Assessment of Drinking Water - Part 2

Found in: News

Water can dissolve many minerals or chemicals and transport microbiological contaminants - refer to Part 1 of this article. Testing of drinking water is common practice in Western Australia, with analytical testing designed to tell you the following:

  • How safe your water is for drinking purposes?
  • The levels of contamination in your drinking water
  • The aesthetic quality of your drinking water.

Collection of drinking water samples should be done in a manner that limits the potential for unwanted contaminants during collection and handling of the sample to ensure an accurate representation of drinking water quality.

Sample Bottles:

Collecting a drinking water sample requires the use of a set of appropriately supplied sampling bottles from a nominated NATA accredited laboratory. These pre-rinsed and sterile bottles are used to ensure that no other contaminants have been introduced into the sample. Each of the bottles in a given set will contain various size bottles and preservatives to ensure the correct preservation and sample volume for the nominated drinking water test.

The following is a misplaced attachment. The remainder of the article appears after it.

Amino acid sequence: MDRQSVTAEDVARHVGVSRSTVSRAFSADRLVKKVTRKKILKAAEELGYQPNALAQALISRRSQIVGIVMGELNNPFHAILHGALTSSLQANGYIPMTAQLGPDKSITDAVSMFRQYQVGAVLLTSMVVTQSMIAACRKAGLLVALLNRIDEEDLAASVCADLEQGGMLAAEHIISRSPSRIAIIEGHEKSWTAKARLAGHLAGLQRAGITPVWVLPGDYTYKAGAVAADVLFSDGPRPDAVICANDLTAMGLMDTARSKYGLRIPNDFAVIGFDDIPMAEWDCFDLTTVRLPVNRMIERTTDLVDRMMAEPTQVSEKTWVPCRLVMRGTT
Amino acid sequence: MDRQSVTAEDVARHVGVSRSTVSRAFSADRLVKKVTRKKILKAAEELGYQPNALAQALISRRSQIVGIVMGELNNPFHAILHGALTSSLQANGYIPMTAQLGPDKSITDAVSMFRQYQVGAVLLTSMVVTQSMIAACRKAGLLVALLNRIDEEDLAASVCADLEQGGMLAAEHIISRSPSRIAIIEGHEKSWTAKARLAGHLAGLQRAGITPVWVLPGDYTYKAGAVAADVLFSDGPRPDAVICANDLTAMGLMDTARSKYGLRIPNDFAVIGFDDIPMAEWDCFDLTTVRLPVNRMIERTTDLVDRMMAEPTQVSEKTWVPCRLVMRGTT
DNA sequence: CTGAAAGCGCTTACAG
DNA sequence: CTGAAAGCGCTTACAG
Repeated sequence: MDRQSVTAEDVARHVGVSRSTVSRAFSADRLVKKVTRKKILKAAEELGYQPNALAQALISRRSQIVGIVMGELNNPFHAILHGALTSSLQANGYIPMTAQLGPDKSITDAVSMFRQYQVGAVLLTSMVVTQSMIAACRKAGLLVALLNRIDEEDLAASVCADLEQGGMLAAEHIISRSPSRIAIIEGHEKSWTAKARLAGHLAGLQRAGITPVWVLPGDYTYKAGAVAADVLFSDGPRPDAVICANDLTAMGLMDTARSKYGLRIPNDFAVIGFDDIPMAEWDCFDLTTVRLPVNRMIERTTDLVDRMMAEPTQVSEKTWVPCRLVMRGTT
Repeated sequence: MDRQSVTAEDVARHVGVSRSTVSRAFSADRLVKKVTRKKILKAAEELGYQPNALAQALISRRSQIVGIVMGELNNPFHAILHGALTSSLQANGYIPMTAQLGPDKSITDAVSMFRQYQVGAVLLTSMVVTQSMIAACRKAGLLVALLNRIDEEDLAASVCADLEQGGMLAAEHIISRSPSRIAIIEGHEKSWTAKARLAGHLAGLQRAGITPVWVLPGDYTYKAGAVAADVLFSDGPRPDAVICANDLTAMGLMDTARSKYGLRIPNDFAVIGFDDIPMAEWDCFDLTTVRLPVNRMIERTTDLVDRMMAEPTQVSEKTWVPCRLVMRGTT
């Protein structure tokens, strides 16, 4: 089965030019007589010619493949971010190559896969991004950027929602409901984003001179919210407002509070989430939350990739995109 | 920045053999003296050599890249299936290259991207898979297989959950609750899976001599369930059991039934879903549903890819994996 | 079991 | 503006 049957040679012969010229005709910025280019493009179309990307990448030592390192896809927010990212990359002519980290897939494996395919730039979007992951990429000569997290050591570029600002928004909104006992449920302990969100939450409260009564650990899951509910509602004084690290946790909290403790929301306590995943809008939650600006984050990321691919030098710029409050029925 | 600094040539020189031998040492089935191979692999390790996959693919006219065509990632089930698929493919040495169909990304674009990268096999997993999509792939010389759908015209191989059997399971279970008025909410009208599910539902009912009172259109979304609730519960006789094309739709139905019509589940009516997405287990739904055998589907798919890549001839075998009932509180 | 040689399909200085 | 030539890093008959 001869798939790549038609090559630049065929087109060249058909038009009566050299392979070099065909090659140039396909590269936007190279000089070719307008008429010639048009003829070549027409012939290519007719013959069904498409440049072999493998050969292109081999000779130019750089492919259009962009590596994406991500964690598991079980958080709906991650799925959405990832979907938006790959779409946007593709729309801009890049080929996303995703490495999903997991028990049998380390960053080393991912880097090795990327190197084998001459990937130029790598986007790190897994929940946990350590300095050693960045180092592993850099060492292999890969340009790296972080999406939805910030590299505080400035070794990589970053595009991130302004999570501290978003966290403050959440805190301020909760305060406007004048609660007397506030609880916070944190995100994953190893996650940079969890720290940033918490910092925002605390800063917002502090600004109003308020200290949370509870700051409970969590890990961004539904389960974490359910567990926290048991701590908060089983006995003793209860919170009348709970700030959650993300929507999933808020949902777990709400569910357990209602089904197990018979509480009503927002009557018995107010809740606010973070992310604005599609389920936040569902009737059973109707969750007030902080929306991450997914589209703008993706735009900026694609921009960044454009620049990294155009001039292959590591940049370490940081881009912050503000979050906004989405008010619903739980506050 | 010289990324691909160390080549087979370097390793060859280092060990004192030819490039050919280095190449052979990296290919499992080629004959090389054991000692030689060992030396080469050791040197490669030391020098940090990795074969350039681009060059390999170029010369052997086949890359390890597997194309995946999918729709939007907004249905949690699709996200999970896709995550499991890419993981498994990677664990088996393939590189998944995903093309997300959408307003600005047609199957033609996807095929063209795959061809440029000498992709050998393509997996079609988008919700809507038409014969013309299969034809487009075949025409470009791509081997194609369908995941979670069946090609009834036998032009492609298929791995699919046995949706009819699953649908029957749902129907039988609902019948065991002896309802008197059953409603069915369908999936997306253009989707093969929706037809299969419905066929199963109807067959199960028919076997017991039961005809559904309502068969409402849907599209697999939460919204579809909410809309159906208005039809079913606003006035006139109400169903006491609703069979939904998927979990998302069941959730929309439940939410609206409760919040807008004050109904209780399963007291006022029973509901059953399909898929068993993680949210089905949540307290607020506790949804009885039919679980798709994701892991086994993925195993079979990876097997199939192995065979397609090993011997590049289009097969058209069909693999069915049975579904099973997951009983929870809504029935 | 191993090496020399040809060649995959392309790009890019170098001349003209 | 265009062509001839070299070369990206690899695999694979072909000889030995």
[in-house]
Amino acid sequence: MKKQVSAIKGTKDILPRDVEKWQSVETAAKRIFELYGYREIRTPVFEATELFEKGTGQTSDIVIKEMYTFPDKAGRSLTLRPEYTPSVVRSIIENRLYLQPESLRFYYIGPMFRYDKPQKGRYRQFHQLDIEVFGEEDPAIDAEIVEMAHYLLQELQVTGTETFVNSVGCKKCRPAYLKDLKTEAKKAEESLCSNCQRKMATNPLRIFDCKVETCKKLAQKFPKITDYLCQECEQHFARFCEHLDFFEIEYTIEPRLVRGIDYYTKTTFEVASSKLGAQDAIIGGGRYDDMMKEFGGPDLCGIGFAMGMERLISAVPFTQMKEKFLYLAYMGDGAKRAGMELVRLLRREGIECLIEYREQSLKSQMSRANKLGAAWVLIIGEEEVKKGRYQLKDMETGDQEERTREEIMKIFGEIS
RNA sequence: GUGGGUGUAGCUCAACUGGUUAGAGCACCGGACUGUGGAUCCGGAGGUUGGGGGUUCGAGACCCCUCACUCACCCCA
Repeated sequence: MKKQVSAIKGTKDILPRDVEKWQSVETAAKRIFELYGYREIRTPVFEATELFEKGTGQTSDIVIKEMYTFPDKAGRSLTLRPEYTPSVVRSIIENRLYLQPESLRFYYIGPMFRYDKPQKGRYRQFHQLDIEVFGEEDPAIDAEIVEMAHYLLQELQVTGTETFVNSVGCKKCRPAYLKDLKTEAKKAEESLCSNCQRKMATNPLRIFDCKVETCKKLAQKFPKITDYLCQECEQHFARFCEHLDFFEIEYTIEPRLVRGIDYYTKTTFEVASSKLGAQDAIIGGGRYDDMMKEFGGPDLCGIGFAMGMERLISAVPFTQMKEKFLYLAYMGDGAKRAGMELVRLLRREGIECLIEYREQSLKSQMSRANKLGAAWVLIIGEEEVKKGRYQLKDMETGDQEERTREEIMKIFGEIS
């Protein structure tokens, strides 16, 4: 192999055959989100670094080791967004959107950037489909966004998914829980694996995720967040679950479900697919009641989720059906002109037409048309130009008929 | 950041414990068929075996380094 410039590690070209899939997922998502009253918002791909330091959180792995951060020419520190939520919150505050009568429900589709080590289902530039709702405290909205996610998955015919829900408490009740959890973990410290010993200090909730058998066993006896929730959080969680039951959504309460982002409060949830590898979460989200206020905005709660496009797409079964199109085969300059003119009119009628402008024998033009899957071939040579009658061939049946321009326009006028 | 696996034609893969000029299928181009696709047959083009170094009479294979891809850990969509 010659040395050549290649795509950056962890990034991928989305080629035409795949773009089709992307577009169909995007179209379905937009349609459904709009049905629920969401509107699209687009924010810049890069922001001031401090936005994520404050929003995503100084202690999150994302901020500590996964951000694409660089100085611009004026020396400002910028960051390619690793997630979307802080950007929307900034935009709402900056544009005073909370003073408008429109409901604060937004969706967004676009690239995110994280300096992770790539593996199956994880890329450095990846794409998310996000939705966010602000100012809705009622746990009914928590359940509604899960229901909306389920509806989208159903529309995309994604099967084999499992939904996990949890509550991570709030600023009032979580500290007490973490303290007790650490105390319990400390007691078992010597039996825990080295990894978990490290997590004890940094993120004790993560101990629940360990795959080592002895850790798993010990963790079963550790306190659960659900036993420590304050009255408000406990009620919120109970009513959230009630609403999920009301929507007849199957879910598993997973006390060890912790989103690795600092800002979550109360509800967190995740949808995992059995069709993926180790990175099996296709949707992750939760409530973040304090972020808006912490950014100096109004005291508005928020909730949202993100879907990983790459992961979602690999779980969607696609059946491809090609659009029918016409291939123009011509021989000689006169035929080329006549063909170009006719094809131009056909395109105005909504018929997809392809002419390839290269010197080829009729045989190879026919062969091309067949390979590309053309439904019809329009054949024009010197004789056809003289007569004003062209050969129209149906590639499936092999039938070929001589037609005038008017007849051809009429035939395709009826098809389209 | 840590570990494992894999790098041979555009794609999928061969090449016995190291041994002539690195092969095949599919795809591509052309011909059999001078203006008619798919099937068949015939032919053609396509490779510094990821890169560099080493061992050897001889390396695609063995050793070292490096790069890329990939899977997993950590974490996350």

Sample Collection:

Appropriate sample collection means removing contamination potential from the sample point, to ensure an accurate representation of collected sample water. This may include heat treatment of the sample point using a propane lighter to remove microbiological build up at the sample point, and the use of disposable nitrile-free gloves to be worn by the person sampling for the duration of the collection activities. These gloves should be discarded and replaced between sample points.

Sample Storage:

Samples should be stored at required temperatures, as advised by the nominated laboratory. This usually involves storage and transportation of the samples in a cooled esky for delivery. Particular analysis may also require submission of samples within designated timeframes to meet the preservation criteria of a given analysis. In some instances this can be less than 2 days. Ensuring good coordination of sampling and delivery options, particularly in remote areas is crucial in receiving accurate sample results.

Quality Assurance:

For analytical Quality Assurance (QA), a duplicate sample may be collected at one of the sampling points. The Department of Environment Regulation (DER) indicates that a 1:20 ratio for collection of QA samples is appropriate to ensure data can be shown to be reliable and sample collection procedures appropriate.
By undertaking accurate and representative sampling of drinking water, an appropriate assessment of the quality of your drinking water can be defined, and analytical results relied upon.

 
Useful references:

Department of Environment Regulation. 2014. Assessment and management of contaminated sites. Contaminated sites guidelines. December 2014.

Department of Health. 2011. Standard Drinking Water Test. Delivering a Healthy WA. Government of Western Australia, Department of Health, Public Health.

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